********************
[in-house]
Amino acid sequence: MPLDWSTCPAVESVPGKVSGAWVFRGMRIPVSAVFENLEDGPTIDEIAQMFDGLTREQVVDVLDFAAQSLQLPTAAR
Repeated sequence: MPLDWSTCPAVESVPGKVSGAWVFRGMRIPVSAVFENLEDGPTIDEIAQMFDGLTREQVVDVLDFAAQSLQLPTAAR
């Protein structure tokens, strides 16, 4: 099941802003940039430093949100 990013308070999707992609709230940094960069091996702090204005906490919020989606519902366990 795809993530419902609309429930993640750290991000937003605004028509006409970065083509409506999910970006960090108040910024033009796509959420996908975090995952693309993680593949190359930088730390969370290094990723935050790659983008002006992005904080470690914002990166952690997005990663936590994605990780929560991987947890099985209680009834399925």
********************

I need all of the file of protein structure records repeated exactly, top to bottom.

[in-house]
Amino acid sequence: MPLDWSTCPAVESVPGKVSGAWVFRGMRIPVSAVFENLEDGPTIDEIAQMFDGLTREQVVDVLDFAAQSLQLPTAAR
Repeated sequence: MPLDWSTCPAVESVPGKVSGAWVFRGMRIPVSAVFENLEDGPTIDEIAQMFDGLTREQVVDVLDFAAQSLQLPTAAR
């Protein structure tokens, strides 16, 4: 099941802003940039430093949100 990013308070999707992609709230940094960069091996702090204005906490919020989606519902366990 795809993530419902609309429930993640750290991000937003605004028509006409970065083509409506999910970006960090108040910024033009796509959420996908975090995952693309993680593949190359930088730390969370290094990723935050790659983008002006992005904080470690914002990166952690997005990663936590994605990780929560991987947890099985209680009834399925």